• This is a political forum that is non-biased/non-partisan and treats every persons position on topics equally. This debate forum is not aligned to any political party. In today's politics, many ideas are split between and even within all the political parties. Often we find ourselves agreeing on one platform but some topics break our mold. We are here to discuss them in a civil political debate. If this is your first visit to our political forums, be sure to check out the RULES. Registering for debate politics is necessary before posting. Register today to participate - it's free!
  • Welcome to our archives. No new posts are allowed here.

Finally appropriate outrage over comments

craigfarmer

Member
Joined
Dec 17, 2004
Messages
175
Reaction score
6
You can see article showing
NYC mayoral candidate Ferrer is still trying to "explain" earlier comments about a terrible police shooting at
http:www.newliberals.org

stopping the flop after the flip





After so many instances of watching a political firestorm with phony outrage over offensive comments, here is a rare example of actual and justified complaints. Here we have a generally left wing New York City mayoral candidate who was trying to appeal to more moderate voters by seeming to be on their side concerning a controversial police action.



The problem was, this was not a typical issue where a person could easily straddle. A. Diallo was shot 41 times in the vestibule outside of his dwelling. The police claim he was reaching for a gun, while the evidence eventually told that he wasn't armed, and only had a wallet.

The case raised troubling questions of police insensitivity, misconduct, and the general state of police-community relations in many black and low-income areas.



The officers were accused of crimes, and ultimately acquited. Whether you thought the whole incident was a terrible mistake of officers who had good intentions, or a wreckless act that was criminal, became important. It indicated your perception of the problem.



It's fine to be on one or the other side. I am on the side that says that the man's color cost him his life, and that a white person in a nicer neighborhood would probably be alive today. The actual incident should not have been tried as a crime because there wasn't any evidence of bad behavior. The problem is with the police force, and the society at large that would give disparate treatment to individuals in such a way.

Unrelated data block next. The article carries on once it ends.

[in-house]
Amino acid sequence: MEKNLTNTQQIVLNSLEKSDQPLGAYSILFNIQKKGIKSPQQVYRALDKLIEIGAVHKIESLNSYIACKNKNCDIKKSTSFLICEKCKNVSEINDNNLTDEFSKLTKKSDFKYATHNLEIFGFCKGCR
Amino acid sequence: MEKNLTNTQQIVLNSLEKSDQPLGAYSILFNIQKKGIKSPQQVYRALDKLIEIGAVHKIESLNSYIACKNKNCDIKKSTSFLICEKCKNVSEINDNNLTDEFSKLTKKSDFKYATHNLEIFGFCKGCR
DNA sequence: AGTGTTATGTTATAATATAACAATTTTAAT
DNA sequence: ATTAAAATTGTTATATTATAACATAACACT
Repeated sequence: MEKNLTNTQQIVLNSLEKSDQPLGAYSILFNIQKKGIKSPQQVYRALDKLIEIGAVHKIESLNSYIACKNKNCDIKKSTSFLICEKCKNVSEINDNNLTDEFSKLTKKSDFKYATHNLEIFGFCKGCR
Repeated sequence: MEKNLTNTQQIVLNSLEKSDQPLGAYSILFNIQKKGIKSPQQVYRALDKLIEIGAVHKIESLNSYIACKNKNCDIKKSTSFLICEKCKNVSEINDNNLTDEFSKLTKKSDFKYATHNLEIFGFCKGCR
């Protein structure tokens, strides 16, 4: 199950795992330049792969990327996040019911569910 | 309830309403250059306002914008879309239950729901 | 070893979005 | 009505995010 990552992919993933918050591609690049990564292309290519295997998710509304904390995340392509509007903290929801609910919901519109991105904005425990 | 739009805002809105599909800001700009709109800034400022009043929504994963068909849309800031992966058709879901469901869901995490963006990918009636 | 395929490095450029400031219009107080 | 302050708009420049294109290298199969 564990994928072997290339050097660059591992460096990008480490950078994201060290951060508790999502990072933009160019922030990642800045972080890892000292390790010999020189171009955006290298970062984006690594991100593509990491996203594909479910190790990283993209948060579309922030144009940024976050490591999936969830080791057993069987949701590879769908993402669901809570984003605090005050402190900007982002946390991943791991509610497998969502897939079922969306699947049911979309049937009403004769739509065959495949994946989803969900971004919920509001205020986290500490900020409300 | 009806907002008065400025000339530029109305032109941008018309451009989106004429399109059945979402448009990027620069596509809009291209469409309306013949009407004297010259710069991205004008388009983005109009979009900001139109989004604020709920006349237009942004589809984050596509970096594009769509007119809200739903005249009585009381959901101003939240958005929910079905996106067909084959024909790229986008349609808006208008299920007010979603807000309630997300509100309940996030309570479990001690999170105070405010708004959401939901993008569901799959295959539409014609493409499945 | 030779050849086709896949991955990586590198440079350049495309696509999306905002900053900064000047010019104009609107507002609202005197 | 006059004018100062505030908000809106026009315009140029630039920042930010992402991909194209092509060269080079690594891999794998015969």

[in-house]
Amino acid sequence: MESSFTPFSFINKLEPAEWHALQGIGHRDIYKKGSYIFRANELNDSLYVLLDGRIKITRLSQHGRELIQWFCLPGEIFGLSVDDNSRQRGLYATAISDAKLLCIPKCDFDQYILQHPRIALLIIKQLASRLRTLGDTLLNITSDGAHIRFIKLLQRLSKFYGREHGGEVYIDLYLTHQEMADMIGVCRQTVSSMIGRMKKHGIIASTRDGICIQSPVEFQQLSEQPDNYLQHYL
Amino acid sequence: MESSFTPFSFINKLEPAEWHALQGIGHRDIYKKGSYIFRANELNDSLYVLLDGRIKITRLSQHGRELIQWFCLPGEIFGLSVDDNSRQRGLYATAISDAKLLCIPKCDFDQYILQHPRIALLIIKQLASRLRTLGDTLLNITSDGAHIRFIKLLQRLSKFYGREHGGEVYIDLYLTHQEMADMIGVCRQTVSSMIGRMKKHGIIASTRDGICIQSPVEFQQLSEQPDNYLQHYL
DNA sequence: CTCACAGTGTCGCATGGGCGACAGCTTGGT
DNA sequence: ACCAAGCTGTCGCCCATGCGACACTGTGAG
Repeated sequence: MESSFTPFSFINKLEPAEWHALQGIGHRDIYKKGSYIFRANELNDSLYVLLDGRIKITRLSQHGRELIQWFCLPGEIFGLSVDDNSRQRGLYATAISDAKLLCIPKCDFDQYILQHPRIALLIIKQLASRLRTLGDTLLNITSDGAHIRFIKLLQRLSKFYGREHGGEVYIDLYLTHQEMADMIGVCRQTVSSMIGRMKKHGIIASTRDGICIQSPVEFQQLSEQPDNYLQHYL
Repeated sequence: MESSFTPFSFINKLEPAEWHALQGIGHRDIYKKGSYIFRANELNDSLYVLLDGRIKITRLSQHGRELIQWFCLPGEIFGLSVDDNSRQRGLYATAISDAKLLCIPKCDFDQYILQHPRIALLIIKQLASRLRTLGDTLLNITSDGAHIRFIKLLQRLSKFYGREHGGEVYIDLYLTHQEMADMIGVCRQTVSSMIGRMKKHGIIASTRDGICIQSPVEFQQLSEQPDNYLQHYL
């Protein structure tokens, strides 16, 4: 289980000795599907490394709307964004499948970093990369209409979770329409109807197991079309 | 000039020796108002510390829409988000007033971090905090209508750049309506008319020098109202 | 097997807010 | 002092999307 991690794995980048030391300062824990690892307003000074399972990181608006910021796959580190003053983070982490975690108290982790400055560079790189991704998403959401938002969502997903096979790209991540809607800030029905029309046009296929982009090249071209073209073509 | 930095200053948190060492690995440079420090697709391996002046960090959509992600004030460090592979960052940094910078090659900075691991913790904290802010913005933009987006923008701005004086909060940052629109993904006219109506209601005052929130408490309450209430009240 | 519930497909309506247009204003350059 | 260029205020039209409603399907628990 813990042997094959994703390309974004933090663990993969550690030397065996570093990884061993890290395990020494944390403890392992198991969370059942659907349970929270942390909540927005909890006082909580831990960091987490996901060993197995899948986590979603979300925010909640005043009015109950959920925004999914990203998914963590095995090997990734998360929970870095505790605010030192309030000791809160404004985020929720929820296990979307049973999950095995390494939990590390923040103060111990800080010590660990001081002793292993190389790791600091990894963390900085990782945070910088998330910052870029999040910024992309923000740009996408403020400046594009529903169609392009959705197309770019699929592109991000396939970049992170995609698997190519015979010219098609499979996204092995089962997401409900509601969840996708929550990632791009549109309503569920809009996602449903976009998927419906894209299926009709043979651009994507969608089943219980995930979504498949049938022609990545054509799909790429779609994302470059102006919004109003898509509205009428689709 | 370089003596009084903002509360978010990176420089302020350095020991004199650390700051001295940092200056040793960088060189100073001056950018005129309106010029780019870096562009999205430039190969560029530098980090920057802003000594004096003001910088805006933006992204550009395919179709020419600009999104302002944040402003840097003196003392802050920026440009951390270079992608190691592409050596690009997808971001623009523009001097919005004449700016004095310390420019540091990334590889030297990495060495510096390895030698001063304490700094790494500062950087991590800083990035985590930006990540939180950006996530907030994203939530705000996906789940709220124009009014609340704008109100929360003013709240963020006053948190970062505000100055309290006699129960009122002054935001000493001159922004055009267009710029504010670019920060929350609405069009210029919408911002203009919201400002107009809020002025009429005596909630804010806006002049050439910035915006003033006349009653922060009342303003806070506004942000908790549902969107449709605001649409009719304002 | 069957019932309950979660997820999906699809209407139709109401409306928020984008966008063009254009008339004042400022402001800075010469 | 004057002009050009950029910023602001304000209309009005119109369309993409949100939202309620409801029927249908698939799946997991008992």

This is the opinion I believe of Mr. Ferrer, and he tried to communicate to a Police audience that he understood the realities of policing. The fact that on any night, it could reasonably be expected , you might not live through it. In this particular case a terrible mistake was made, but the hyper-alertness the officers exhibited surely saved their lives many times before that.



People in minority communities viewed the incident totally differently, and wanted criminal sanctions.

Politicians can't have it both ways. It was either a mistake or a crime.

The weasal way out is to "respect the jury system".

Mr. Ferrer was trying to find a middle ground to retain minority votes while signaling to others that he was a moderate on such issues.

The outcry of his attempted maneuver was swift and just.

Mr. Ferrer should pick a firm side now, and stick with it.

If he refuses, he will have demonstrated his inability to govern in such a diverse city.

Nonetheless, this time, the media, and partisan reaction was appropriate.

This was not Trent Lott making a meaningless statement.

This was not Robert Bryd waxing poetic.

This was not Lawrence Summers being an academic.

This was a politician seeking votes by appealing to both sides.



Craig Farmer

making the word "liberal" safe again!
 

shuamort

Pundit-licious
DP Veteran
Joined
Feb 4, 2005
Messages
7,297
Reaction score
1,000
Location
Saint Paul, MN
Gender
Male
Political Leaning
Independent
Craigfarmer, I can't recall, but why did the police officers get acquitted?
 
Top Bottom